The apparently imminent discovery of the Higgs boson by scientists at CERN will have at least one quirky side effect that appears to have gone entirely unremarked until the appearance of this blog post — it threatens to inflict fatal collateral damage to the brilliant, eccentric and infuriating Omega Point Theory proposed by the physicist Frank Tipler.
Tipler, who is not a crackpot, once published a book called The Physics of Immortality, purporting, on the basis of orthodox physics plus some plausible auxiliary assumptions, to establish the existence of an omnipotent, omniscient, omnipresent and altruistic “being” who will one day resurrect everyone who has ever lived to eternal life.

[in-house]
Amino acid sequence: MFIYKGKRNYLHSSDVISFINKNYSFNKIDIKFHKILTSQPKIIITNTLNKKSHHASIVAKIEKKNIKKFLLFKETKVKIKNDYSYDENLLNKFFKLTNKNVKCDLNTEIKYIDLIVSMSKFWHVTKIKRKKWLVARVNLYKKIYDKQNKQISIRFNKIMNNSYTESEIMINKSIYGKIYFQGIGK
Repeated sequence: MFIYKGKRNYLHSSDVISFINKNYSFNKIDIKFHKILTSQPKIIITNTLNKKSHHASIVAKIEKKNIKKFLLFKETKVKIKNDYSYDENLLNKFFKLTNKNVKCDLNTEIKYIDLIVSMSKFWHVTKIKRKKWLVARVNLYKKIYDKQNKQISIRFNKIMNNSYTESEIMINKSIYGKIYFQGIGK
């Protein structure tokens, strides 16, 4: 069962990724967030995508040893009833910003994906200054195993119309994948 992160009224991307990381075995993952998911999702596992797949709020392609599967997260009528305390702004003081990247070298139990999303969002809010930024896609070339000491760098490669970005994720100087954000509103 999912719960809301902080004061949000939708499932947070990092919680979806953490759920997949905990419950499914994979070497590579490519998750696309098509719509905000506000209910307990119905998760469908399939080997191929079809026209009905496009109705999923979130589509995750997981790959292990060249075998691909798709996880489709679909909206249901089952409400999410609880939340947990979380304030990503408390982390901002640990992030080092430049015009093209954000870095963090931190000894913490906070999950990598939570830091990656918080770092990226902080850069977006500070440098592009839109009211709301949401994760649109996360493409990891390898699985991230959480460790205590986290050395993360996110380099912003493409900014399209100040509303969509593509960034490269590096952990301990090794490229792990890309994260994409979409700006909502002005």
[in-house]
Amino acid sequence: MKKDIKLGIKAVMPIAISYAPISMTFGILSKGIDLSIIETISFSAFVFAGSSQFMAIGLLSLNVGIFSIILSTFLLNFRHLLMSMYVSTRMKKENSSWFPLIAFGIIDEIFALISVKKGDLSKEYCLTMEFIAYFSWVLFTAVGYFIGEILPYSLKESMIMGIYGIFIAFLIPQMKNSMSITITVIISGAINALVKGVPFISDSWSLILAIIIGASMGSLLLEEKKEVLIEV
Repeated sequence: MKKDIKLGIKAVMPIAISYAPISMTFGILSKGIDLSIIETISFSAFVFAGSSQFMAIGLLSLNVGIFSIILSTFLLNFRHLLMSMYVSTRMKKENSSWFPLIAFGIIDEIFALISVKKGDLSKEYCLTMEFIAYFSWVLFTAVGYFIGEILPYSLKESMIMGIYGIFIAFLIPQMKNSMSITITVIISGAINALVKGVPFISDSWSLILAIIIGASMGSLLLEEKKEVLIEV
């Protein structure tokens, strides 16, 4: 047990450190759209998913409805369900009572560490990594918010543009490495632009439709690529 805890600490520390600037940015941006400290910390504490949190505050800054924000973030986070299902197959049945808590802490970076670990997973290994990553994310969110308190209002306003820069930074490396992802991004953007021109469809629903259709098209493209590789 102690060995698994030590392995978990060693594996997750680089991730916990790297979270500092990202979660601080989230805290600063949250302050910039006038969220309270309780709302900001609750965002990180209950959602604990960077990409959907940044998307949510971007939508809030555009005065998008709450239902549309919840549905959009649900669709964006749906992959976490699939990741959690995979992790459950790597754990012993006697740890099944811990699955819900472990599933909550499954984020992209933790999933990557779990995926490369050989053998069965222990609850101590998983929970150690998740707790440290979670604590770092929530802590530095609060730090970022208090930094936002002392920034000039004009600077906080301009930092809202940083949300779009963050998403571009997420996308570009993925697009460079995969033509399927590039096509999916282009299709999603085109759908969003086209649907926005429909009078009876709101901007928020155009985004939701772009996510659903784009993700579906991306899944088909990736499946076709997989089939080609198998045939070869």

The first step toward that startling conclusion is the assumption that our descendants will not allow all life to come to an end. This in turn will require them to control the evolution of the Universe so that it doesn’t collapse in anything that human beings perceive as a finite amount of time; Tipler argues that they’ll quite plausibly have the technology to do that. But all this future tinkering with the shape of the Universe has consequences that (in a very rough sense) radiate backward and forward through time. From this and some highly technical but more-or-less standard physics, Tipler manages to conclude the existence of an Omega Point — a place where (again speaking roughly) all the information in the Universe is stored. Writing in 1994, Tipler never considered the possibility that the Omega Pont might be located in Mountain View, California. Instead, he stressed that in its omniscience, it’s something very like God.